Location: Location not imported yet.Title: Land Cover Characterization for Hydrological Modeling Using Thermal Infrared Emissivities) Author
Submitted to: International Journal of Remote Sensing
Publication Type: Peer reviewed journal
Publication Acceptance Date: 11/8/2009
Publication Date: 8/4/2010
Citation: French, Andrew N. and Inamdar, Anand(2010) Land cover characterization for hydrological modelling using thermal infrared emissivities, International Journal of Remote Sensing, 31: 14, 3867 — 3883 Interpretive Summary: Water consumed by crops changes by large amounts throughout a growing season, and measuring these amounts is vital for water conservation and sustainable agriculture. One way to measure water accurately is to develop satellite-based remote sensing tools, which can give overviews of crops. However, these views often mistake crop as soil, which means that water use estimates at these times can be inaccurate. The difficulty occurs because remote sensing vegetation indices cannot easily distinguish between brown vegetation and bare soil surfaces. A method has been developed that will reduce the problem by observing the land in multiple thermal infrared wavelengths and producing maps of thermal efficiency, otherwise known as emissivity. These maps can distinguish soil from vegetation, whether green or not, and can be used with other remote sensing data sets to improve water consumption estimates. The approach was tested for observations over winter wheat fields grown in the Southern Great Plains in 2007 and accurately detected plant senescence and harvest times. Using emissivities suggests that water consumed during these times is about 1.5 mm/day less than would otherwise be predicted. This result will be useful for agricultural and hydrological scientists investigating better ways to monitor the water cycle.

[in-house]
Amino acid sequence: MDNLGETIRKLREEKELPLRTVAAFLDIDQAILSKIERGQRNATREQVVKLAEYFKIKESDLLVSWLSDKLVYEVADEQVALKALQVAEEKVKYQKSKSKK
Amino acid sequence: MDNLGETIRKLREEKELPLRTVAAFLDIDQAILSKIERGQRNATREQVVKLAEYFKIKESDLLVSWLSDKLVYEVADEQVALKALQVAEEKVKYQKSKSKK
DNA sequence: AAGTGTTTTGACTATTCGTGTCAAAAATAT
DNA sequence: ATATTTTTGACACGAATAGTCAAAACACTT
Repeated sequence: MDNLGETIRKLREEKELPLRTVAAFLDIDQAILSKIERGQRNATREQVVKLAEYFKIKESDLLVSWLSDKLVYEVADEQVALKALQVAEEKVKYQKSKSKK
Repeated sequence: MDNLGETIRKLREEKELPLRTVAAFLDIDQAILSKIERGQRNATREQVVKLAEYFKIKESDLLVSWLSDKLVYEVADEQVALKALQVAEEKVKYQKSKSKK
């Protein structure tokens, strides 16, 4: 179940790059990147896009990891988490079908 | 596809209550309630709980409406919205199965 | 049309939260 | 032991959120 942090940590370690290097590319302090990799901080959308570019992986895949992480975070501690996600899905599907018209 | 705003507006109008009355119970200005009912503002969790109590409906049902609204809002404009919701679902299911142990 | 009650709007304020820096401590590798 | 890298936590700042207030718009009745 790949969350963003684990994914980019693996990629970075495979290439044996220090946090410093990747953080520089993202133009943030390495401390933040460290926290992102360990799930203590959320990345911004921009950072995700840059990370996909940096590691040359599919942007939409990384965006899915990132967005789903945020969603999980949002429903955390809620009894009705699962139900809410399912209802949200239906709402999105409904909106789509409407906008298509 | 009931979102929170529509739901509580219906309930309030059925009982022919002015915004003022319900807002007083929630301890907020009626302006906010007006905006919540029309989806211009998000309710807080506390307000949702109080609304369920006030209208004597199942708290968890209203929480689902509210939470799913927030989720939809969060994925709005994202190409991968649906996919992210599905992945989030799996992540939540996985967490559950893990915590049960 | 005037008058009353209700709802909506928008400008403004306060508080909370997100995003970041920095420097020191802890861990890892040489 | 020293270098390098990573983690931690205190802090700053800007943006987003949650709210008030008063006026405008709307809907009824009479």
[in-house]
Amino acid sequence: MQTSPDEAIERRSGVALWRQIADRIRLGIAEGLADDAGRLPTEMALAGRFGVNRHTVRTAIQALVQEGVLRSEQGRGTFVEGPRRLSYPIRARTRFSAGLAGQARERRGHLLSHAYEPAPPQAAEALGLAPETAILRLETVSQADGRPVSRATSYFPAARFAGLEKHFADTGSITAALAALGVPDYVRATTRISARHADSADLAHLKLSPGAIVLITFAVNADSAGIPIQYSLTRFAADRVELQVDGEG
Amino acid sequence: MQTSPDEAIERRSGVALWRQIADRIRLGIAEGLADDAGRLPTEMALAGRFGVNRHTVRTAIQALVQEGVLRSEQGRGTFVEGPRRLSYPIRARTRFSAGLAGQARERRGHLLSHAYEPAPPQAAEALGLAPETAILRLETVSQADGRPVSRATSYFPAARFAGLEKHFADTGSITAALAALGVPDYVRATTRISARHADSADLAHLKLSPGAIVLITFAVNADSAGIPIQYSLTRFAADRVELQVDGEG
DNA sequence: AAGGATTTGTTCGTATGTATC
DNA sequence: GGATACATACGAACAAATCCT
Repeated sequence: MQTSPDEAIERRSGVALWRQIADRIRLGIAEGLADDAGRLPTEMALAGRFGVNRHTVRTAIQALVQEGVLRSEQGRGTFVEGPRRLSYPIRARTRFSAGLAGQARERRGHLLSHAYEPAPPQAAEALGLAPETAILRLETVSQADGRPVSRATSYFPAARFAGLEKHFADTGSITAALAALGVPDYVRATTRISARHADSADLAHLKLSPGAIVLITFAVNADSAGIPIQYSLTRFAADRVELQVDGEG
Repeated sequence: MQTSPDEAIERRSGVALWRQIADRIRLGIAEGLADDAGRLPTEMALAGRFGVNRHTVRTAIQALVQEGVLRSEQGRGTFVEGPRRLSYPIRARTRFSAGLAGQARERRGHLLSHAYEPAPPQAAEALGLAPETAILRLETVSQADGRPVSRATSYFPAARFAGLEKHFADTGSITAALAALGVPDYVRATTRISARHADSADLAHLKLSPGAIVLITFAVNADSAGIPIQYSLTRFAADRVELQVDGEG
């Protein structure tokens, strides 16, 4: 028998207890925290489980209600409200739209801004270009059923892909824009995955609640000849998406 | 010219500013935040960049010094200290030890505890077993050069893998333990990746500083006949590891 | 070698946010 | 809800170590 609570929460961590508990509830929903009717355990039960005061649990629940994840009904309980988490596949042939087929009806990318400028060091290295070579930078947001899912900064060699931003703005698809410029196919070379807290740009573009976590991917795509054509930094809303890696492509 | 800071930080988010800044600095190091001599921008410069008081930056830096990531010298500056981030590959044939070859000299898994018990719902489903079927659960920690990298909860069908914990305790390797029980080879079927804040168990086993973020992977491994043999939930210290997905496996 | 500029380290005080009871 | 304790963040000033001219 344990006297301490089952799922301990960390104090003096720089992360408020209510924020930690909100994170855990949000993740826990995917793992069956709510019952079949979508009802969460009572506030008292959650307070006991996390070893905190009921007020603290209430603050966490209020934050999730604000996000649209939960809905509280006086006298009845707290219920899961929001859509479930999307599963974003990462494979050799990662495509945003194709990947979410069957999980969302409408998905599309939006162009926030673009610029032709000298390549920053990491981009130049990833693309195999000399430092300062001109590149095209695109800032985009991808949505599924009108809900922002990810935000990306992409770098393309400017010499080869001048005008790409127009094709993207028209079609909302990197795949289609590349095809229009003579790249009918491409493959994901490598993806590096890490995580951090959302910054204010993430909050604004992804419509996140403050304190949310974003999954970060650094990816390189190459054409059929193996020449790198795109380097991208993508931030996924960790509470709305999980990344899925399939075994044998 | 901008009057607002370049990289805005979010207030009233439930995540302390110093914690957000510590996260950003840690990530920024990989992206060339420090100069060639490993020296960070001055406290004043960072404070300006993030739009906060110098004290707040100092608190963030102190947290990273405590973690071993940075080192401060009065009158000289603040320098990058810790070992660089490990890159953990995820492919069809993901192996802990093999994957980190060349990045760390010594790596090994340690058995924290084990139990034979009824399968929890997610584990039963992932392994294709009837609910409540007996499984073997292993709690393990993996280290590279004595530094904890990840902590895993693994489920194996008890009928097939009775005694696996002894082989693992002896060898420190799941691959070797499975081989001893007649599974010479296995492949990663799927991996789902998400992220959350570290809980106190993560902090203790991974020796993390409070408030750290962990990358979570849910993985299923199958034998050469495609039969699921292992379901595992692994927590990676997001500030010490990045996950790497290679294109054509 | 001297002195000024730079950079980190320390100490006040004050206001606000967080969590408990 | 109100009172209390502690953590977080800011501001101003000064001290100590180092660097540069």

Technical Abstract: Remote sensing with multispectral thermal infrared observations has the potential to improve regional scale estimation of evapotranspiration (ET) by constraining the land surface energy balance in a way that is not possible using more conventional remote sensing techniques. Current models use data from visible and near infrared bands to obtain vegetative cover estimates, and sometimes also use data from thermal infrared bands to obtain land surface temperature estimates. Together these data sets have the potential to yield good regional estimates of ET. However it may be possible to retrieve even better ET estimates using remotely sensed thermal infrared emissivity, which is a surface property that provides information about fractional vegetative cover and is independent of plant greenness. Thus thermal emissivity data, when used with a vegetation index, can improve discrimination between senescent vegetation, green vegetation, and bare soil surfaces. To demonstrate this potential, emissivities derived from clear-sky MODIS observations obtained in 2007 over the Southern Great Plains study areas (Oklahoma and Kansas, USA) were compared with changes in NDVI for two land cover types, winter wheat and grazingland. For all regions emissivity changes were independent of NDVI, indicating its sensitivity to standing canopies, regardless of growth stage or senescence. Thus emissivity data were shown to be seasonally dynamic, able to detect wheat harvest timing, and helpful for modeling ET. The effect of incorporating emissivities into a surface energy balance model could be significant because the approach reduces net radiation at the soil surface compared with more conventional vegetation index methods.